So apparently fermented milk is a thing. It is not a thing I would have ever thought actually existed. Apparently this is a common problem because three different people did not realize the bags we had bought from Mose’s Mini Matt (We think it’s supposed to be mart but hey! That’s what the sign says) contained fermented over regular milk until someone took a huge swig and described the taste as “like the cow had been dead for two weeks.”
(Pole, Emily. Pole sana…)
It was only then when apparently anyone noticed that it said “FERMENTED” in bold lettering across the front of the bag. No one had noticed this even after we looked at the bags in the mini-matt to try and find a volume or back at camp where someone looked at the bag to see if it was pasteurized (I’m gonna guess it wasn’t).
So yeah. Learning valuable life lessons about expecting the totally unexpected here in East Africa.
Other than that I’ve picked up a few other skills as well! There’s a shrub here in the Acacia family. Not sure of its scientific name, but we like to call it the Wait-a-Bit (I guess since I’m technically getting a botany credit for this I should figure out what it actually is. I will research!). Mostly we call it that because it has thorns that curve backwards, so if you get stuck on one, you literally have to wait a bit for someone to come unhook you. I get caught on these things a lot, so most nights I discover a new hole in some part of my clothing. Guess who has two thumbs and has vastly improved her sewing skills out of complete necessity?? THIS GIRL. I haven’t needed to seriously patch anything myself yet, but I’m really pumped for when I get to cover my knees in colorful Maasai fabric because I have yet to see any khaki colored cloth. I guess a tailor would be able to help me with that. Whatever, I don’t want to do things the easy way.
Other random skills I’ve picked up: Maasai beading. Yeah. No clue how I have the patience for this, but it’s really awesome. We had 8 mamas come to KBC the other day and we just sat there and beaded with them. I made two bracelets, and I’m gonna try and figure out earrings next. It’d probably be a lot easier to just buy all of this but buying jewelry in the market is kind of stressful! Literally, you get swarmed by Maasai women who think saying that you don’t need any bracelets is actually a bartering technique. Note: this is how I also end up going into the market to buy clothespins and come out with obscene amounts of jewelry. I then realized I forgot to buy clothespins and go back in only to get swarmed again. Running errands is hard.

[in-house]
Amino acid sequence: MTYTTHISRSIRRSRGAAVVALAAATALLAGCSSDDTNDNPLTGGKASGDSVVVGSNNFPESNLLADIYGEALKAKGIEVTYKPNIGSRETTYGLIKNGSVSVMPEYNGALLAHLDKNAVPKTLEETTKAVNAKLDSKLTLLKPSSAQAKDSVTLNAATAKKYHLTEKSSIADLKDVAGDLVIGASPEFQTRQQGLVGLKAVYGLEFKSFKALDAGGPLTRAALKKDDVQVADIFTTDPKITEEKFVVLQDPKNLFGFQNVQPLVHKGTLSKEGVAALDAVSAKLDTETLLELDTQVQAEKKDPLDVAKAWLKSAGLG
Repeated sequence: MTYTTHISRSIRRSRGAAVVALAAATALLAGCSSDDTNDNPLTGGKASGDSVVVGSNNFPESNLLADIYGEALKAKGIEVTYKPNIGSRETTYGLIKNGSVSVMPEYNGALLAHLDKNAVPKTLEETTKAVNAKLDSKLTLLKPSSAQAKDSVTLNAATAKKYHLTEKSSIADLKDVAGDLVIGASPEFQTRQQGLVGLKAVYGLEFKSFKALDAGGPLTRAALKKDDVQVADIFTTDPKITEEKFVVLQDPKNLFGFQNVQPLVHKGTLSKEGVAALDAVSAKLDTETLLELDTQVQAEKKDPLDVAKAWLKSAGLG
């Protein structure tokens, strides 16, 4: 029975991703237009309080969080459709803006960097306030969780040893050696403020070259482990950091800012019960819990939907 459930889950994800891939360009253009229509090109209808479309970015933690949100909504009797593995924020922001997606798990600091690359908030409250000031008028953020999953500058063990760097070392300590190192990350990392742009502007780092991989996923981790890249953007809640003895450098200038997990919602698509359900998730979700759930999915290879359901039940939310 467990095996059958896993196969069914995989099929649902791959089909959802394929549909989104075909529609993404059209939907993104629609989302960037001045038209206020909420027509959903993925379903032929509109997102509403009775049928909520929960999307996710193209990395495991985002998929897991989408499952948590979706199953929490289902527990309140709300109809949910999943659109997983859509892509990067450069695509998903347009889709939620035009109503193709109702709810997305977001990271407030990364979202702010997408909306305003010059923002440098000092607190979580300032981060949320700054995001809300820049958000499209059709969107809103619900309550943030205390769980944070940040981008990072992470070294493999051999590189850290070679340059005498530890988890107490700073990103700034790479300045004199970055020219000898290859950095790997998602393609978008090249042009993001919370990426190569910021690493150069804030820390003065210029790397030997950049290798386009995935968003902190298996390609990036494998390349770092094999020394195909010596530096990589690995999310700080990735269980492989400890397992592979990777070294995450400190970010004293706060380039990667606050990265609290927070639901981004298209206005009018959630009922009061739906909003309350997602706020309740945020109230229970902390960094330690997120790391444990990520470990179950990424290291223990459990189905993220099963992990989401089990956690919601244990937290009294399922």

I do need to go to town sometime soon, though. I need to pick up some a bag and skirt I ordered from the tailor and avocados (New Kiswahili word I learned! Para chi chi!). Mostly for the avocados because I saw our student affair’s manager eating one the size of my head today and it was apparently only 20 shillings. Literally the most gigantic avocado I have ever seen in my entire life. He got tired of it and shared the last 1/3 of it, so I’m kind of wondering if it’s physically possibly for me to get sick of avocados. So. For the purpose of science. I need to go buy some avocados. I’m kind of hoping my trip into town will not be an adventure, but seeing as how my track record has been, I’m not going to bet on it.
Other fun Kiswahili words I’ve learned: kanga! Kangas are large pieces of fabric that have a saying or prayer on them and also happen to be the things I am buying more than I will ever, EVER need of BUT this is also the word for… wait for it…
Yes, my two loves in life are represented by the same word. I saw my first Guinea Fowl the other day in Kimana Wildlife Sanctuary during a field exercise and I was SO EXCITED. I am thinking of raising some back in the States. Not for meat or anything. I just want a herd of pet Guinea Fowl. Instead of cows, my Maasai husband and I can keep Guinea Fowl in our cultural manyatta in Indiana. We don’t have to be super traditional. It’s not like anyone would know otherwise.
Oh yeah, beading, wearing kangas… I’m pretty much Maasai now according to one of the program staff, Ernest. Actually today we were doing some vegetation surveys and our local guide gave us all new Maasai names. He told us to make sure we change it on facebook. I was dubbed “Nashipi” (Na-she-pie) which apparently means ever happy/ever smiling, which I guess is pretty accurate. I kept smiling even as I was stuck in the wait-a-bits and other Acacias. Measuring DBH of trees that want to kill you is kind of hard sometimes.
No pictures today because we implemented a 2 picture/week upload limit. Great for our internet data usage! Not great for breaking up blog posts. Also sorry for making these so close together! We have an INCREDIBLY busy next couple days that I’ll want to write a lot about, so I figured I’d get funny smaller stuff out of the way. Next few posts will be all about doing population census counts for Kenyan Wildlife Services and my adventures in living in a Maasai boma for a while! SO PUMPED.